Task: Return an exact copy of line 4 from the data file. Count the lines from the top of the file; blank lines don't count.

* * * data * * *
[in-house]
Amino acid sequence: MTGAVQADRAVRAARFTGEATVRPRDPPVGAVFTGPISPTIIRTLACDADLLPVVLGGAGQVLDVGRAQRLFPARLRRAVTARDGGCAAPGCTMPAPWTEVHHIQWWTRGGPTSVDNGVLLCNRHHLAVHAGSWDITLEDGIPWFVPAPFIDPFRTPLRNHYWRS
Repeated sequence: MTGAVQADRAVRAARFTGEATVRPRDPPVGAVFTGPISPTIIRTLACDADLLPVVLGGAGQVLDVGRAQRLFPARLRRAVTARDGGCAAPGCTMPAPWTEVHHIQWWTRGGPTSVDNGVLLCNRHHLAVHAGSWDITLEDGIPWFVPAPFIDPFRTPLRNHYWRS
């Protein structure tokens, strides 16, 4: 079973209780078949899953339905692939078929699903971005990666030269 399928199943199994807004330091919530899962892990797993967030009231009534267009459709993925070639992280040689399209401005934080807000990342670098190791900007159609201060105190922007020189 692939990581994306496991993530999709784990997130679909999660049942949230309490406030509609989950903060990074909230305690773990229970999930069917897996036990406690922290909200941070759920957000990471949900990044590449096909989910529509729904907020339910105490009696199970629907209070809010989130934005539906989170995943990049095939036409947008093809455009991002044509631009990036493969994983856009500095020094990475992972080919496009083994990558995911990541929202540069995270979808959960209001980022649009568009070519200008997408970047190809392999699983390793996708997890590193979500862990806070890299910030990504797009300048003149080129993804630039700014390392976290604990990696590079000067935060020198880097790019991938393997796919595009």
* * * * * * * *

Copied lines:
């Protein structure tokens, strides 16, 4: 079973209780078949899953339905692939078929699903971005990666030269 399928199943199994807004330091919530899962892990797993967030009231009534267009459709993925070639992280040689399209401005934080807000990342670098190791900007159609201060105190922007020189 692939990581994306496991993530999709784990997130679909999660049942949230309490406030509609989950903060990074909230305690773990229970999930069917897996036990406690922290909200941070759920957000990471949900990044590449096909989910529509729904907020339910105490009696199970629907209070809010989130934005539906989170995943990049095939036409947008093809455009991002044509631009990036493969994983856009500095020094990475992972080919496009083994990558995911990541929202540069995270979808959960209001980022649009568009070519200008997408970047190809392999699983390793996708997890590193979500862990806070890299910030990504797009300048003149080129993804630039700014390392976290604990990696590079000067935060020198880097790019991938393997796919595009």